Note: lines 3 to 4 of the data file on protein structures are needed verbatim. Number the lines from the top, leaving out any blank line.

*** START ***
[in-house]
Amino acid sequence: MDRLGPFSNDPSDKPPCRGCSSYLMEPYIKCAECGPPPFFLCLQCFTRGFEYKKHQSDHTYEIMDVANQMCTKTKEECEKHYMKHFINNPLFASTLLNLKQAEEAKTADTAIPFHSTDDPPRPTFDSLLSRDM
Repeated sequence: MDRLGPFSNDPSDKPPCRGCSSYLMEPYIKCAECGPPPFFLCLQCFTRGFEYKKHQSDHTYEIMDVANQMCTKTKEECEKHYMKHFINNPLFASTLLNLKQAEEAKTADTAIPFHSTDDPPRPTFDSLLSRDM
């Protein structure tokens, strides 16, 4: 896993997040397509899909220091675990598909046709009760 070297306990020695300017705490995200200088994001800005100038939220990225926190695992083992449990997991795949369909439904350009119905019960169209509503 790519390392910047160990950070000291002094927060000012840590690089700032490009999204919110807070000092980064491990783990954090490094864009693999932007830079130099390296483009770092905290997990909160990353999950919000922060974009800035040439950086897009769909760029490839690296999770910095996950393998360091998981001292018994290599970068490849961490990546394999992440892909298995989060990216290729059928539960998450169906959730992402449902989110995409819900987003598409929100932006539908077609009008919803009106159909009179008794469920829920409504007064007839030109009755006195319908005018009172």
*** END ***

Repeated sequence: MDRLGPFSNDPSDKPPCRGCSSYLMEPYIKCAECGPPPFFLCLQCFTRGFEYKKHQSDHTYEIMDVANQMCTKTKEECEKHYMKHFINNPLFASTLLNLKQAEEAKTADTAIPFHSTDDPPRPTFDSLLSRDM
């Protein structure tokens, strides 16, 4: 896993997040397509899909220091675990598909046709009760 070297306990020695300017705490995200200088994001800005100038939220990225926190695992083992449990997991795949369909439904350009119905019960169209509503 790519390392910047160990950070000291002094927060000012840590690089700032490009999204919110807070000092980064491990783990954090490094864009693999932007830079130099390296483009770092905290997990909160990353999950919000922060974009800035040439950086897009769909760029490839690296999770910095996950393998360091998981001292018994290599970068490849961490990546394999992440892909298995989060990216290729059928539960998450169906959730992402449902989110995409819900987003598409929100932006539908077609009008919803009106159909009179008794469920829920409504007064007839030109009755006195319908005018009172």